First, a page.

When asked if he was a hard sell to Georgia, Tuberville swore up and down that Walker was beloved in Georgia and that he's done so much for the state where he hasn't lived for decades. But it painted it as a double-edged sword.

"That's what concerned be a little bit. They knew him. They understood him. He's had problems. I mean, we've all had problems," Tuberville said about Walker putting a gun to his ex-wife's head and being accused of other forms of abuse and domestic violence. "He's been able to overcome those. He's been a good spokesman for the state. A good asset for the state. He's been in business."

But Warnock was simply insurmountable, he told Raw Story.

"The guy who beat him was a preacher," Tuberville explained. "He's a good guy. Friend of mine. Worked with him for two years, we came in at the same time. Warnock had his claws in pretty good. You know, he's been here."

He went on to say that it was difficult to unseat someone, even if Warnock was only in office for two years. Tuberville then blamed the money problem, saying that Republicans have far less money than the Democrats did. That ended up being a big debate between Sen. Rick Scott (R-FL) who runs the Republican Senate Campaign Committee and Sen. Mitch McConnell (R-KY), the GOP leader of the Senate. The warring sides fought for fundraising from the same group of donors, with McConnell making it clear that Scott wasn't responsible in managing the financials of the committee. Scott blamed McConnell for refusing to support Senate candidates enough with his bank of cash. McConnell implied that Scott and Trump were to blame for undesirable candidates like Walker, Blake Masters, Dr. Oz, J.D. Vance and others.

Lummis argued, however, that candidate quality wasn't an issue, saying that Dr. Mehmet Oz was a "very good candidate and frankly the Democrats did not. But the Democrats saw their candidate win. And so, it goes way beyond."

She also told Raw Story that she didn't agree with Sen. Chuck Schumer's (D-NY) assessment that Republicans have no policies and that's why they lost. Lummis responded to the claim by naming off all of the problems the country is facing, but never addressed the solutions, which is a piece of what Democrats have argued is the GOP's problem.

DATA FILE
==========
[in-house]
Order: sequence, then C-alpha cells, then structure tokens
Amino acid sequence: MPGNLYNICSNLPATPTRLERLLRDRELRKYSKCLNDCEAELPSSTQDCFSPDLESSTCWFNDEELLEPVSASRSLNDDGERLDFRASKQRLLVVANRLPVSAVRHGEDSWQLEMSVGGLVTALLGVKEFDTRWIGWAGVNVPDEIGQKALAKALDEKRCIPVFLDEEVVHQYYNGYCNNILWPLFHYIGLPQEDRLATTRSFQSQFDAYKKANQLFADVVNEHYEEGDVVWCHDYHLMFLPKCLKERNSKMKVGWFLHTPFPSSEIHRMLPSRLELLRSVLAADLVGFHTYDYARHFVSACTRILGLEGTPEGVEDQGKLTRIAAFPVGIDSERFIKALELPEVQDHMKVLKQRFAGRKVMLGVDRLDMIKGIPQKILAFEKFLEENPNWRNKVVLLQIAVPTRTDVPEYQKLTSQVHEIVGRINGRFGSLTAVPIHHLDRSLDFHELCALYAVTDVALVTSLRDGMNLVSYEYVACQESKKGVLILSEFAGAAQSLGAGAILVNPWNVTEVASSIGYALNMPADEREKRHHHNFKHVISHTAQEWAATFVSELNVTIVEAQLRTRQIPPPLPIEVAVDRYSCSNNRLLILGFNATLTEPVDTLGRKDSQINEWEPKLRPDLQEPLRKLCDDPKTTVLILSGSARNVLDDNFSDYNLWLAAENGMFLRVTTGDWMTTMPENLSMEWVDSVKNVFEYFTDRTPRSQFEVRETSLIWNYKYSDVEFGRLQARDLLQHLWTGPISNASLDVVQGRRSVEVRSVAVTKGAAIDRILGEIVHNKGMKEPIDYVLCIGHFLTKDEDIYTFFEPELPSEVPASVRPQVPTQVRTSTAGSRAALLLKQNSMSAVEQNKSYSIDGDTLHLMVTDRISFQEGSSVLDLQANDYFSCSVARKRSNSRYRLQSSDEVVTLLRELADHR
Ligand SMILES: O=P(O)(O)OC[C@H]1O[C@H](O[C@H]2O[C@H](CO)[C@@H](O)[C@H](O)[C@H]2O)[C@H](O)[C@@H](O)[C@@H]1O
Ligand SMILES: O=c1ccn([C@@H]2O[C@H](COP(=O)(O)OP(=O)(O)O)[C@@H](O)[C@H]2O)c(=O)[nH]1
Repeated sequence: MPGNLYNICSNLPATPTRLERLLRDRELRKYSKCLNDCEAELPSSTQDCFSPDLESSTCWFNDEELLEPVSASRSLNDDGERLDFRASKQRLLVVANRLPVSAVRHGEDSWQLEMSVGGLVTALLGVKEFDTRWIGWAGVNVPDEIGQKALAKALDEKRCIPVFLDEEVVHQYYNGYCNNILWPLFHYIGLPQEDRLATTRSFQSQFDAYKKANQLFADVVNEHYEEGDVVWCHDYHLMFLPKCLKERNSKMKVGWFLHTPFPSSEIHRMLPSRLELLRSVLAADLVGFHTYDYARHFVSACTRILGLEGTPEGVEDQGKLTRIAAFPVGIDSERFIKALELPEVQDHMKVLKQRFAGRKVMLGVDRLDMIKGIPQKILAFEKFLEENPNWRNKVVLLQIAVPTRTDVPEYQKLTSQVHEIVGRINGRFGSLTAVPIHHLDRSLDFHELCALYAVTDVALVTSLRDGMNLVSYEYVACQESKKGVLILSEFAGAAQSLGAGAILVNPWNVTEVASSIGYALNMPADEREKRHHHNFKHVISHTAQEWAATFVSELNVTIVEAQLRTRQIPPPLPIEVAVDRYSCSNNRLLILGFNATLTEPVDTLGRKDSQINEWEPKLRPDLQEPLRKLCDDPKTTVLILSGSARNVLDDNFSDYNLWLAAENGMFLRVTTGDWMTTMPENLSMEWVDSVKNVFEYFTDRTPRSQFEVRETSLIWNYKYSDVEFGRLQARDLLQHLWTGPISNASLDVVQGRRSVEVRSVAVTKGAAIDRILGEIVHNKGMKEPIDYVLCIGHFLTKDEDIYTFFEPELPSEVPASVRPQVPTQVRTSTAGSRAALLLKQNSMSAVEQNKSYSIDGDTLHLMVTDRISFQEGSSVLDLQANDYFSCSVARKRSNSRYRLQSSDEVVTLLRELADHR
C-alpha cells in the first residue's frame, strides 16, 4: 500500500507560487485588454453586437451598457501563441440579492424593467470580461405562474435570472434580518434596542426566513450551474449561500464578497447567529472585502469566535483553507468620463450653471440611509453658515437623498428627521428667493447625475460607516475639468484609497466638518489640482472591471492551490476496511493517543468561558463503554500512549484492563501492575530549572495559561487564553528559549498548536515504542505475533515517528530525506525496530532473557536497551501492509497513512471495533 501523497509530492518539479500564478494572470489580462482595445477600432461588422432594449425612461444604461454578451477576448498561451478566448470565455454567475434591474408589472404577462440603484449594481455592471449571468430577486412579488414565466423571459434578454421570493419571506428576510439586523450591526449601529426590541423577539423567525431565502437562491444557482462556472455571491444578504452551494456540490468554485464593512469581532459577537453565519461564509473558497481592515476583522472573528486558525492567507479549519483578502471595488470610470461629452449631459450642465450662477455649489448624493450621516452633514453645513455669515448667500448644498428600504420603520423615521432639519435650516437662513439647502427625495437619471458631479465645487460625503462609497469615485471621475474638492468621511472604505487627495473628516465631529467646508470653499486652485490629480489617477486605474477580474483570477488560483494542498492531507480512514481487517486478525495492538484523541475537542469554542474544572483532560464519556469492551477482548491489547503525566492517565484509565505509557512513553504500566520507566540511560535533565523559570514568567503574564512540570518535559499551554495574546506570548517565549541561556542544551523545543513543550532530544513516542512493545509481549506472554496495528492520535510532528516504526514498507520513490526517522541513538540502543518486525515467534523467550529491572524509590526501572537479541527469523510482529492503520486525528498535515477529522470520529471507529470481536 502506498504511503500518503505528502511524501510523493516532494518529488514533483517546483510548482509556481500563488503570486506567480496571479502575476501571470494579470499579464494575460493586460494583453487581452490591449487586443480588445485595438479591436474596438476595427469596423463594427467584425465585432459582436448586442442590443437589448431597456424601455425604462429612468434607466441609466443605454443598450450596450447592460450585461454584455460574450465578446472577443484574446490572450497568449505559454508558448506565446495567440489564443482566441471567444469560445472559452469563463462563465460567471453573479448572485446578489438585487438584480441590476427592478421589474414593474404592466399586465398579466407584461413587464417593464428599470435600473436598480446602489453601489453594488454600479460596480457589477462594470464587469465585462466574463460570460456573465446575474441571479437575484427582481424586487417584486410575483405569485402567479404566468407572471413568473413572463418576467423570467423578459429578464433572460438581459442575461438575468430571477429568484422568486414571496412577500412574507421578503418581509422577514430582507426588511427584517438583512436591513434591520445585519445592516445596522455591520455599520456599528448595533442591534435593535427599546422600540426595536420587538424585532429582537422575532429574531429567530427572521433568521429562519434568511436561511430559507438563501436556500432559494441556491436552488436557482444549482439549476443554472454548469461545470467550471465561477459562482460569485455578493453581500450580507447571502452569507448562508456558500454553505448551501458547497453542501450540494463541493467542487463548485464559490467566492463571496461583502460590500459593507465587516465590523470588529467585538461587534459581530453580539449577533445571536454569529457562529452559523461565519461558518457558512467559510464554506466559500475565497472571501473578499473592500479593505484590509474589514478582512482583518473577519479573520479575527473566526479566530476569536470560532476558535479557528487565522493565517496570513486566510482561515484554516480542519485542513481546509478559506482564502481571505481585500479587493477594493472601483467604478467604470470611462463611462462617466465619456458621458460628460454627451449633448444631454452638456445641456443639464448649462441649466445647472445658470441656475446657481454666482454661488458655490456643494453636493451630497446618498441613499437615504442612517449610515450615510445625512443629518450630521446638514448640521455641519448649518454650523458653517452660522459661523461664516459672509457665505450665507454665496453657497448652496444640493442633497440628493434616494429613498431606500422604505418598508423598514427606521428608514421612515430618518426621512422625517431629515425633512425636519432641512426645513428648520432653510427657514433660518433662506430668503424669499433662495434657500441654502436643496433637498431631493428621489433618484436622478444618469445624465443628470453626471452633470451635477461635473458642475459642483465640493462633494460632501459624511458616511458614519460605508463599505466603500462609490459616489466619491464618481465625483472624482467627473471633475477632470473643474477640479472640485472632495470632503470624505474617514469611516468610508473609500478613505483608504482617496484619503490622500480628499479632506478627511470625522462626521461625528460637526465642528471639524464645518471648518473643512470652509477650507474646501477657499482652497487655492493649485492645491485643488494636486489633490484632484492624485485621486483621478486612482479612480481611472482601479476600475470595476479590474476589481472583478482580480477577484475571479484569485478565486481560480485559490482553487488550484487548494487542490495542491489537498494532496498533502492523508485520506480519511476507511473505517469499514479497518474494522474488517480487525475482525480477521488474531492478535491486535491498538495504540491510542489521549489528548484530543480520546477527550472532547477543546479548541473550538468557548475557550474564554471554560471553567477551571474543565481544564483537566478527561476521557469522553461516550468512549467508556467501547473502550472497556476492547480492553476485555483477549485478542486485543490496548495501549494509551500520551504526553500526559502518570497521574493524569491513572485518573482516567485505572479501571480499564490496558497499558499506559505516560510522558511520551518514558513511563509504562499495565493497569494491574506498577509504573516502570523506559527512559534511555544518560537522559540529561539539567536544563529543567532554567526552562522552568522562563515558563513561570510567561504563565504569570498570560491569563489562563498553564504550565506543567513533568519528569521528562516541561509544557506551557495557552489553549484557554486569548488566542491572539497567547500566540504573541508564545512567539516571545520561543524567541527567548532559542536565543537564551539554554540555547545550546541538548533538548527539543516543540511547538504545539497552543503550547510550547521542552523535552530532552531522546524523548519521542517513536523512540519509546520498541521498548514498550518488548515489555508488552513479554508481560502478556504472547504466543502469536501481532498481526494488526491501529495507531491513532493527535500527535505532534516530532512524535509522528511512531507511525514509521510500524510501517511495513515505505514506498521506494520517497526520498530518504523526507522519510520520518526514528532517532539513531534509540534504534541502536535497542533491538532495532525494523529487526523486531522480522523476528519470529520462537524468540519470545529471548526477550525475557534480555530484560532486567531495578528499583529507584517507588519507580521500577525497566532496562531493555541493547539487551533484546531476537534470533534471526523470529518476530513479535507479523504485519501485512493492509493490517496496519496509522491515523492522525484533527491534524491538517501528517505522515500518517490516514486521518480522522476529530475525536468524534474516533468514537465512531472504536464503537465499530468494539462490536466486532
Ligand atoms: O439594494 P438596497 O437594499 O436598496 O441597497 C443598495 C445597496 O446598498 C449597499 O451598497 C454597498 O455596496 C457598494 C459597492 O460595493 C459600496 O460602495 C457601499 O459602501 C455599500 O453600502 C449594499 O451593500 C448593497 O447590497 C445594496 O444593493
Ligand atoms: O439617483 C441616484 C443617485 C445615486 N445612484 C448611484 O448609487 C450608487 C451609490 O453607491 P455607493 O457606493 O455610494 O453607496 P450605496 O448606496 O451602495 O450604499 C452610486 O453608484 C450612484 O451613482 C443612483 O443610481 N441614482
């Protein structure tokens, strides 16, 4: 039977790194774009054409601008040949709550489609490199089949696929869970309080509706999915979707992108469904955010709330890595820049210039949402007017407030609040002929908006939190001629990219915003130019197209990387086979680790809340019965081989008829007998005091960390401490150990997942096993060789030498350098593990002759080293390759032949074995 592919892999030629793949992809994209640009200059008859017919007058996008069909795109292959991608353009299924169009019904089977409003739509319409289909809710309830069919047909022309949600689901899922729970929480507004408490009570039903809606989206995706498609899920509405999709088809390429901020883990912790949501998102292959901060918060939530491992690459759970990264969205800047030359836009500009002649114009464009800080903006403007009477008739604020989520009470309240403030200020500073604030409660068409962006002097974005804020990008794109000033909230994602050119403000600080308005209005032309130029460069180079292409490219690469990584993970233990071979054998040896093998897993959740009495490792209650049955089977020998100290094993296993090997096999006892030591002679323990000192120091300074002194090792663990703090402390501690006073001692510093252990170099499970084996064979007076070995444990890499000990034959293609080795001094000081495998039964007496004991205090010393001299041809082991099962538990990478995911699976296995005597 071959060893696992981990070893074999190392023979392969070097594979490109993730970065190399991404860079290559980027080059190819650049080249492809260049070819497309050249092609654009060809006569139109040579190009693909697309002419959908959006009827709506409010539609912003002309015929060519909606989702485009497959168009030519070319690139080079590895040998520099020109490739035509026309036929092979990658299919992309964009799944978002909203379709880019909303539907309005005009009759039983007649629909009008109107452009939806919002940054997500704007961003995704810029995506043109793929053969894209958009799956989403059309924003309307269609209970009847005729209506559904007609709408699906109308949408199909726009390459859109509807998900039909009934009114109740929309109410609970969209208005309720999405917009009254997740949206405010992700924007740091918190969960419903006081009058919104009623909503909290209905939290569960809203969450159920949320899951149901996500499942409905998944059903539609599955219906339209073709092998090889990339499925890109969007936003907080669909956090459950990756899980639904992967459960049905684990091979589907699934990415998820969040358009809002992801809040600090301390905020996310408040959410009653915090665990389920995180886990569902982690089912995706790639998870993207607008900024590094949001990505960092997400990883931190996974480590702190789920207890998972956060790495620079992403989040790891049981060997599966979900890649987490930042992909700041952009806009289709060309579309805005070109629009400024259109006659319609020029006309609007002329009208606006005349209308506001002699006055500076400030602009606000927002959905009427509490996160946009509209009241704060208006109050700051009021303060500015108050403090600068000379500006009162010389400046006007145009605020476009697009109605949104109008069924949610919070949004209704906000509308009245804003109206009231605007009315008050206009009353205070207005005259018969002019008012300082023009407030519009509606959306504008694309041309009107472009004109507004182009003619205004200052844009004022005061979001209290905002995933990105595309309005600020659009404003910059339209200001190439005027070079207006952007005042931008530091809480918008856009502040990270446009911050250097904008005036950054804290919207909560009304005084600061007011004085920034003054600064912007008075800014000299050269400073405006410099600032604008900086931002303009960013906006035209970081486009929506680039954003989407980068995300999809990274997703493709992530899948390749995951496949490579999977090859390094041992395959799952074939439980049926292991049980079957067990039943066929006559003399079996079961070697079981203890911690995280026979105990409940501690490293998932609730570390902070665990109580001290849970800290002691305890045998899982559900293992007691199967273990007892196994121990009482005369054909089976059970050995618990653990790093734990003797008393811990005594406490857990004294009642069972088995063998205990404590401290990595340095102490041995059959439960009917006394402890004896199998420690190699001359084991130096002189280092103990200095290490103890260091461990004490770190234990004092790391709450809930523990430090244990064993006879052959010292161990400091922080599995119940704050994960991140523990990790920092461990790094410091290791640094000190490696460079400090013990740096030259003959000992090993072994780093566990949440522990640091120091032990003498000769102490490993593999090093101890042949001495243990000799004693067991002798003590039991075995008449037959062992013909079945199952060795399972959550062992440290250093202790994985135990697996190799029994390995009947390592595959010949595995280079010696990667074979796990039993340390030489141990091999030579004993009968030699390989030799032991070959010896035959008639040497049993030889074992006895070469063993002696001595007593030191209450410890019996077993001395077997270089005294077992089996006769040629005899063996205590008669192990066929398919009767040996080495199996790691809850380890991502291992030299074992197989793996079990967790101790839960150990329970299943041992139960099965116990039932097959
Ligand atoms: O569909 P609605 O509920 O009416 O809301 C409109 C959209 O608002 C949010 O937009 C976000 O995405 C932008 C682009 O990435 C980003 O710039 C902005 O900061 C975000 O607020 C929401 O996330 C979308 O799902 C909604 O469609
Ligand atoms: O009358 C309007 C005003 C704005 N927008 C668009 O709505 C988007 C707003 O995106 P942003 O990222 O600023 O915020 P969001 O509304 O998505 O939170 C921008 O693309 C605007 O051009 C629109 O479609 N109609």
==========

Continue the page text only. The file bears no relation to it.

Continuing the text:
"The fact that the public didn't trust us to do a better job is something that we really need to be introspective and do some messaging about, and I do think it has a lot to do with our ground game. I think we need a stronger ground game," she told Raw Story. "I don't think it's about a messaging thing. I'm one of those people who prefers that an election be about ideas. We should probably put forth ideas that are more optimistic about the future and perhaps we missed the mark there. But I really think it comes down to our ground game."

Republican Whip, Sen. John Cornyn (R-TX) blamed the money problem too, saying that because the Democrats have more cash, they were able to define Walker better. In fact, Warnock did very little attacking of Walker and Donald Trump, instead focusing on the issues and trying to ignore the daily trash-throwing of politics. Toward the end, Warnock's major closing ad may have been an attack on Walker, but even that was Walker in his own words.

Cornyn also refused to blame Trump, saying he deserves no credit or blame.

Outgoing senator Pat Toomey (R-PA) was happy to blame Trump too, saying that the loss in Georgia "is just another data point in an overwhelming body of data that says Trump is very bad for the Republican Party. Normal Republicans are doing extremely well.

With additional reporting by Matt Laslo